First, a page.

Fort Mitchell and Creek Removal Historical

Fort Mitchell and Creek Removal Historical (HM1X6J)

Location: Fort Mitchell, AL 36856 Russell County
Buy Alabama State flags at!
Country: United States of America
Buy United States of America flags at!

N 32° 20.65', W 85° 1.27'

  • 0 check ins
  • 0 favorites

—Creek Heritage Trail —

Fort Mitcheli served as a primary point of concentration for creeks being sent westward to Indian Territory before, during, and after the Second Creek War (1836-1837). By the terms of the 1832 Treaty of Washington, Creek heads of household and chiefs were given individual allotments of land which they could keep or sell. After a period of five years, if they had not sold they could remain on their land in hopes of becoming citizens of Alabama. Although the Creeks never signed a removal treaty as such, once they sold their land the federal government expected them to remove as soon as possible.
Speculators began to swindle the Creeks out of their lands almost before the ink was dry on the treaty, however. Illegal settlement on Creek lands became so rampant that in 1833 the federal government sent a lawyer named Francis Scott Key (author of the "Star Spangled Banner") to Fort Mitchell to investigate the disputes. Key failed to reach a viable settlement, however. In 1834, a group of 600 frustrated Creeks gathered here before embarking for the West voluntarily.
In 1836, many of the desperate remaining Creeks struck out against American settlements. In the Second Creek War that followed, the Creeks were defeated and afterwards for removed to Indian Territory in the west.
Between 1836 and 1838 approximately 20,000 Upper and Lower
Creeks were rounded up, imprisoned at locations such as Fort Mitchell, and sent westward. Removal of smaller groups continued until the 1840s. Thousands of Creek were marched overland from here to Montgomery, some in chains, where they boarded steamboats that took them to Mobile and from there up the Mississippi River to Arkansas. They made the final leg of the trip along the Arkansas River to indian Territory (now the state of Oklahoma). Thousands of Creeks perished during the journey or escaped and fled. Many committed suicide rather than leave their beloved homeland.

[Insert - First hand account]

U.S. Army Surgeon Jacob Rhett Motte witnessed the emotional removal of a party of 500 Creeks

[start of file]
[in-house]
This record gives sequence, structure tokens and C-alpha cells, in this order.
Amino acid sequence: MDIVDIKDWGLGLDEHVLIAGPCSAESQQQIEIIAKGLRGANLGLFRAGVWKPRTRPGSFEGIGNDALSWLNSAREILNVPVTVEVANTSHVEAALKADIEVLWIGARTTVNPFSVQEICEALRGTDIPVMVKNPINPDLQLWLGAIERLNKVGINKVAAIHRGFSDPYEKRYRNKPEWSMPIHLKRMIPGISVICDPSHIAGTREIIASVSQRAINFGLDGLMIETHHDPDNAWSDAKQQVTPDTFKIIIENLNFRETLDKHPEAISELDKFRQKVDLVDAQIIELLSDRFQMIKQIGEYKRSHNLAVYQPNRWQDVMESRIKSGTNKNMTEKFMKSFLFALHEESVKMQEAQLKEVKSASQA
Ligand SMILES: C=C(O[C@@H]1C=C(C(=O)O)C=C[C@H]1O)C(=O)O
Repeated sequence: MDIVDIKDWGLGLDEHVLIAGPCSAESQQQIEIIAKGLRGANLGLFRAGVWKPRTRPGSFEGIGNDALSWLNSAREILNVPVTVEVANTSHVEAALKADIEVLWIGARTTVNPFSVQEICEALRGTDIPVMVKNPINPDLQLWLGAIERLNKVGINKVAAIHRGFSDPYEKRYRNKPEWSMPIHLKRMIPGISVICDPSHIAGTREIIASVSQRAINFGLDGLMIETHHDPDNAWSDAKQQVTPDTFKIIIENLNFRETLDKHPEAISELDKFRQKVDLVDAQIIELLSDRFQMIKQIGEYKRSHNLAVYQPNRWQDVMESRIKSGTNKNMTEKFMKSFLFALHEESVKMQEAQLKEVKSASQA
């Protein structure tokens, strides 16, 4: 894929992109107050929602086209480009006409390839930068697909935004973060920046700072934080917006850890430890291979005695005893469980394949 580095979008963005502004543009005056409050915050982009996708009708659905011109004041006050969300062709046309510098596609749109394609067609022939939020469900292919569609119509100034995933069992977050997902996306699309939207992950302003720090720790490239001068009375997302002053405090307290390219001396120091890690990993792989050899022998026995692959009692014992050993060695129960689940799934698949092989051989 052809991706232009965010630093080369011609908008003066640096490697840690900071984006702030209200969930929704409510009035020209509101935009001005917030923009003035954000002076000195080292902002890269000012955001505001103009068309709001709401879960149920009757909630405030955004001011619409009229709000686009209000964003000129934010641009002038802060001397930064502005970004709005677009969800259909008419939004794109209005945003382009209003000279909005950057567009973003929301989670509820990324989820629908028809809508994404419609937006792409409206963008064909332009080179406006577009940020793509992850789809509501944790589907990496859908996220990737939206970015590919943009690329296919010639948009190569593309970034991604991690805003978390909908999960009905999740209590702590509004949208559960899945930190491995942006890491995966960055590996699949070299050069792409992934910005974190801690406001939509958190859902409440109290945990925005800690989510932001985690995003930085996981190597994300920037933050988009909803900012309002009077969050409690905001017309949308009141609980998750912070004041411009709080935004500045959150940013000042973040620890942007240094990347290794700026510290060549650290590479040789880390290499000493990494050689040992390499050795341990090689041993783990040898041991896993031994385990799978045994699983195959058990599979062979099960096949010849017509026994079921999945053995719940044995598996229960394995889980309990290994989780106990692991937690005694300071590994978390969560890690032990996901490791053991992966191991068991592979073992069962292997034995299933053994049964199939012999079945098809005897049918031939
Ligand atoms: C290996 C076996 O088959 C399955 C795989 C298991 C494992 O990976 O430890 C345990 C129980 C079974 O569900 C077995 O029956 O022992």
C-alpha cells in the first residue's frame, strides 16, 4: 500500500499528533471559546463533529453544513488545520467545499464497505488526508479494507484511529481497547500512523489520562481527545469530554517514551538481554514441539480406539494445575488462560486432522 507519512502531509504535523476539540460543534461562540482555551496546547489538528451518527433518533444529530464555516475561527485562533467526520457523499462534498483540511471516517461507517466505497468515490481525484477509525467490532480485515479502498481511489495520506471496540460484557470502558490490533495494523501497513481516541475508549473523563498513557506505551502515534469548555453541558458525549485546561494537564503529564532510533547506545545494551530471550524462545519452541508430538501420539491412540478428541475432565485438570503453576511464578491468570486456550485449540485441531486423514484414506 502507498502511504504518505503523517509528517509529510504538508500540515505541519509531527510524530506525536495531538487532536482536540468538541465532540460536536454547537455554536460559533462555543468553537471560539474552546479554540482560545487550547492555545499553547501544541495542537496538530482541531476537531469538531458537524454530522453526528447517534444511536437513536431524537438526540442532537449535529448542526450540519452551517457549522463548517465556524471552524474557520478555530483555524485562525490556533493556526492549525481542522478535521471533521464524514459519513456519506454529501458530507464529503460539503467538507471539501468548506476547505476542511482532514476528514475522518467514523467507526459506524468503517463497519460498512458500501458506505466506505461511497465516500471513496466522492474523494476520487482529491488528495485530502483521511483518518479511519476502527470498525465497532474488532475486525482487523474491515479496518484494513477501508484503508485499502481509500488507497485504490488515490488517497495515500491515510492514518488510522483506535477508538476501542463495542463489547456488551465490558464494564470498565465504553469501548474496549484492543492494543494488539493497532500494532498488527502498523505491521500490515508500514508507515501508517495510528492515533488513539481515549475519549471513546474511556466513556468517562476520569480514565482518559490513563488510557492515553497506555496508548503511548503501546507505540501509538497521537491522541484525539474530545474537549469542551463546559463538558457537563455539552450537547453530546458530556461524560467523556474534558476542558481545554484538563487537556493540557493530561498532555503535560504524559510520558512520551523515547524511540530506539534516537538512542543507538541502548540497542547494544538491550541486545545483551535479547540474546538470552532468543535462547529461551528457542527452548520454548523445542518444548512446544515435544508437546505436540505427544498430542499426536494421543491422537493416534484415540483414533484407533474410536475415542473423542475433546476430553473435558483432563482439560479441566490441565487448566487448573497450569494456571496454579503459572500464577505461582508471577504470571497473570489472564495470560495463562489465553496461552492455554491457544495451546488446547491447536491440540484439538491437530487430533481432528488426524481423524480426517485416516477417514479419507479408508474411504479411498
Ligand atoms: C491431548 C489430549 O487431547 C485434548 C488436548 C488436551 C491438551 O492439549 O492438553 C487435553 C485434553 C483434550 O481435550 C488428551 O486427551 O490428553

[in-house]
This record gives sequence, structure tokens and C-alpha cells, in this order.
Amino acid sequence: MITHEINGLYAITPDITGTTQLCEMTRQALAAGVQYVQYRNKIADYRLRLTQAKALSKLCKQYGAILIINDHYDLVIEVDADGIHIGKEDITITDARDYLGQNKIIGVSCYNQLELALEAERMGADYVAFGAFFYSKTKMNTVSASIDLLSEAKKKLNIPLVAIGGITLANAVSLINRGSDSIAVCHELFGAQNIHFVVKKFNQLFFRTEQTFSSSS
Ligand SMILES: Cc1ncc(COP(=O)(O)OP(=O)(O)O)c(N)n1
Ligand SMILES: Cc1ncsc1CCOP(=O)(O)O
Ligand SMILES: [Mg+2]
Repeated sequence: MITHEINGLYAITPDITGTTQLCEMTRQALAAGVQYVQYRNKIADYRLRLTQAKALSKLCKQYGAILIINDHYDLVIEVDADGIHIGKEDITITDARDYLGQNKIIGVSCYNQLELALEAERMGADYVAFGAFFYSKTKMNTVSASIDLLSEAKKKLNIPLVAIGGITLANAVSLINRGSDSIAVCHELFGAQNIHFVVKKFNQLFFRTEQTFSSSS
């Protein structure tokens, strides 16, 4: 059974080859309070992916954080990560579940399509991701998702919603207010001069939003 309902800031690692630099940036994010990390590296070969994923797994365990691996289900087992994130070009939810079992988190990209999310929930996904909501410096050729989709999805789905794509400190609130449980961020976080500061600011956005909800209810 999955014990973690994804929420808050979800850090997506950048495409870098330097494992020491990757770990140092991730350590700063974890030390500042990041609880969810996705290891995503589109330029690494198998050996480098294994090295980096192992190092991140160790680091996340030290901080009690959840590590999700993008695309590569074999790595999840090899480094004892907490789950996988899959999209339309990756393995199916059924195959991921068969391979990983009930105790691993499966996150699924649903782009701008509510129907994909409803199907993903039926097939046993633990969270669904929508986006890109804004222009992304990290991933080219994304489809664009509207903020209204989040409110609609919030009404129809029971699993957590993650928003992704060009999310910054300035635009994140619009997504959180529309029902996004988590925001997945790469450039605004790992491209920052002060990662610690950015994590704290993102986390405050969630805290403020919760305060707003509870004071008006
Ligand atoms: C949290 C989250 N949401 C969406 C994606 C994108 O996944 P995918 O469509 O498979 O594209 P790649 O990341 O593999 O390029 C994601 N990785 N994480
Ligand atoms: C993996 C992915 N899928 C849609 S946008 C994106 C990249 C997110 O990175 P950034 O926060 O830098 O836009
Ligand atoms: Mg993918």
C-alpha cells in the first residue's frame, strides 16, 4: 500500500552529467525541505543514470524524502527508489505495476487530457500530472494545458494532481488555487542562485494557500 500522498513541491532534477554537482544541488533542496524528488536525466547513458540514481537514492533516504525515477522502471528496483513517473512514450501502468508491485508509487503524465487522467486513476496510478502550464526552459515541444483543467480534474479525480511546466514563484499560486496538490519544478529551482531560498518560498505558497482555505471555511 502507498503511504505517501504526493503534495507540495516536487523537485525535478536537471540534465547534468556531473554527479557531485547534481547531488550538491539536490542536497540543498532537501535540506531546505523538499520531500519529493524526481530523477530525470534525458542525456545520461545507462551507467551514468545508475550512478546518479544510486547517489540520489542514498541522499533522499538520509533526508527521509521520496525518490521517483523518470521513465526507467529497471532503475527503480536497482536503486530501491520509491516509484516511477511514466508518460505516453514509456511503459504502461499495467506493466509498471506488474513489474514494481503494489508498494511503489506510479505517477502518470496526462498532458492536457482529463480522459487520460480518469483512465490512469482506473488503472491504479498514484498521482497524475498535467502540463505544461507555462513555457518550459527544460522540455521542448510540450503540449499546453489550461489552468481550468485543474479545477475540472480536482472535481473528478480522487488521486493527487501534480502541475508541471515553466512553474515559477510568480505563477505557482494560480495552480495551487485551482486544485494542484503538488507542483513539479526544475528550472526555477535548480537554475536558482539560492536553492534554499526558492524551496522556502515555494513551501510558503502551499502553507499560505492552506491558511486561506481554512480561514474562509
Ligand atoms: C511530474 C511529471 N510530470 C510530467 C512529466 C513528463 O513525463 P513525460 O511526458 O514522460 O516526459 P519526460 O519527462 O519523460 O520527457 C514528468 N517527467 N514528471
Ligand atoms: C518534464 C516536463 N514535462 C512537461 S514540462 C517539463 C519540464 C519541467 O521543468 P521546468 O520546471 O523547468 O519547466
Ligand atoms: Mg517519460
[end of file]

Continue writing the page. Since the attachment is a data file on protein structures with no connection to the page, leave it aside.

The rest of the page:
from Fort Mitchell in 1836:

"It was a melancholy spectacle as these proud monarchs of the soil were marched off from their native land to a distant country, which to their anticipations presented all the horrors of the infernal regions. There were several who committed suicide rather than endure the sorrow of leaving the spot where rested the bones of their ancestors. One old fellow was found hanging by the neck the might before he was to leave Fort Mitchell for the far West, prefering the glorious uncertainty of another world, to the inglorious misery of being forced to a country of which he knew nothing, but dreaded every bad thing... A party of 500
who had been taken captive, and brought to Fort Mitchell, were necessarily sent off in chains. The men were handcuffed two together, and a long chain passing between the double file connected them all together. The women followed drowned in tears, and giving titterance to most distressing cries."

[Photo Captions]

{Left side Map}: Map showing the route of Creek Removal

{Top right}: Francis Scott Key
Courtesy of the Library of Congress

{Middle right}: The steamboat Monmouth, which sank in the Mississippi River in 1837 with hundreds of Creeks on board, bound for the Indian Territory.
Courtesy of Paul Bender

{Bottom right}: Reconstruction of Fort Gibson in Oklahoma, the endpoint of the "Trail of Tears" for thousands of Chattahoochee Valley Creeks
Courtesy of Fort Gibson Historic Site
HM NumberHM1X6J
Year Placed2014
Placed ByThe Historic Chattahoochee Commission and the Russell County Convention and Visitor’s Bureau
Marker ConditionNo reports yet
Date Added Wednesday, March 8th, 2017 at 1:01pm PST -08:00
Sorry, but we don't have a picture of this historical marker yet. If you have a picture, please share it with us. It's simple to do. 1) Become a member. 2) Adopt this historical marker listing. 3) Upload the picture.
Locationbig map
UTM (WGS84 Datum)16S E 686225 N 3580305
Decimal Degrees32.34416667, -85.02116667
Degrees and Decimal MinutesN 32° 20.65', W 85° 1.27'
Degrees, Minutes and Seconds32° 20' 39" N, 85° 1' 16.2" W
Driving DirectionsGoogle Maps
Area Code(s)334
Closest Postal AddressAt or near 567-581 AL-165, Fort Mitchell AL 36856, US
Alternative Maps Google Maps, MapQuest, Bing Maps, Yahoo Maps, MSR Maps, OpenCycleMap, MyTopo Maps, OpenStreetMap

Is this marker missing? Are the coordinates wrong? Do you have additional information that you would like to share with us? If so, check in.

Check Ins  check in   |    all

Have you seen this marker? If so, check in and tell us about it.

Comments 0 comments

Maintenance Issues
  1. Is this marker part of a series?
  2. What historical period does the marker represent?
  3. What historical place does the marker represent?
  4. What type of marker is it?
  5. What class is the marker?
  6. What style is the marker?
  7. Does the marker have a number?
  8. This marker needs at least one picture.
  9. Can this marker be seen from the road?
  10. Is the marker in the median?